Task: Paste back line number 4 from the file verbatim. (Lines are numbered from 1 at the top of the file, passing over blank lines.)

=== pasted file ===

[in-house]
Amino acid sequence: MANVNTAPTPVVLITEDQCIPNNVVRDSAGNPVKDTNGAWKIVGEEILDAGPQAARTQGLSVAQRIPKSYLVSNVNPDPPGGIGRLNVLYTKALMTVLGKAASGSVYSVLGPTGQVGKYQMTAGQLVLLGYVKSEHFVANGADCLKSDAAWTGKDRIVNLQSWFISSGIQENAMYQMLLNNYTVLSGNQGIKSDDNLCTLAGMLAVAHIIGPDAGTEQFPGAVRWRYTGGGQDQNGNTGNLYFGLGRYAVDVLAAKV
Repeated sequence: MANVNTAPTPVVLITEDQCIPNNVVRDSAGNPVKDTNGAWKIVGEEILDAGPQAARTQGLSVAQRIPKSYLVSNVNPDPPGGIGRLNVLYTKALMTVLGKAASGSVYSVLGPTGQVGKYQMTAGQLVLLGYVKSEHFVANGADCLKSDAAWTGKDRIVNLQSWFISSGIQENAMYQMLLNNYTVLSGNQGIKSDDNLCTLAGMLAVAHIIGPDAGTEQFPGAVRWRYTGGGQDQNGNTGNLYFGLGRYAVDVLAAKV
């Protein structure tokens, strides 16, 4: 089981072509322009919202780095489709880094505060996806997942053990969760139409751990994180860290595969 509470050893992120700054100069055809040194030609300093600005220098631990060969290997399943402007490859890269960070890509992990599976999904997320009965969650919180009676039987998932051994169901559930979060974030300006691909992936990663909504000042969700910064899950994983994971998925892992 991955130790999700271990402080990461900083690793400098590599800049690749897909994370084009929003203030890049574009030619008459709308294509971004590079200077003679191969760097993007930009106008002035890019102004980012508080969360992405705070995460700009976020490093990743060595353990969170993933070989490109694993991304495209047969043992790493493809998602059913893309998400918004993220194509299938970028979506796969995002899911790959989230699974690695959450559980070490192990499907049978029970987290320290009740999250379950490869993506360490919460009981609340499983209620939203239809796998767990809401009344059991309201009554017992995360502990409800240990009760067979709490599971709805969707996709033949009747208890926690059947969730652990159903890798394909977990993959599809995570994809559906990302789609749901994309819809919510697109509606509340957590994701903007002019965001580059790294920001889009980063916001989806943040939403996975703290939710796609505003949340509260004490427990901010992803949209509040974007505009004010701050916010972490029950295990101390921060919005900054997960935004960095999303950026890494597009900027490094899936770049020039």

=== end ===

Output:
């Protein structure tokens, strides 16, 4: 089981072509322009919202780095489709880094505060996806997942053990969760139409751990994180860290595969 509470050893992120700054100069055809040194030609300093600005220098631990060969290997399943402007490859890269960070890509992990599976999904997320009965969650919180009676039987998932051994169901559930979060974030300006691909992936990663909504000042969700910064899950994983994971998925892992 991955130790999700271990402080990461900083690793400098590599800049690749897909994370084009929003203030890049574009030619008459709308294509971004590079200077003679191969760097993007930009106008002035890019102004980012508080969360992405705070995460700009976020490093990743060595353990969170993933070989490109694993991304495209047969043992790493493809998602059913893309998400918004993220194509299938970028979506796969995002899911790959989230699974690695959450559980070490192990499907049978029970987290320290009740999250379950490869993506360490919460009981609340499983209620939203239809796998767990809401009344059991309201009554017992995360502990409800240990009760067979709490599971709805969707996709033949009747208890926690059947969730652990159903890798394909977990993959599809995570994809559906990302789609749901994309819809919510697109509606509340957590994701903007002019965001580059790294920001889009980063916001989806943040939403996975703290939710796609505003949340509260004490427990901010992803949209509040974007505009004010701050916010972490029950295990101390921060919005900054997960935004960095999303950026890494597009900027490094899936770049020039």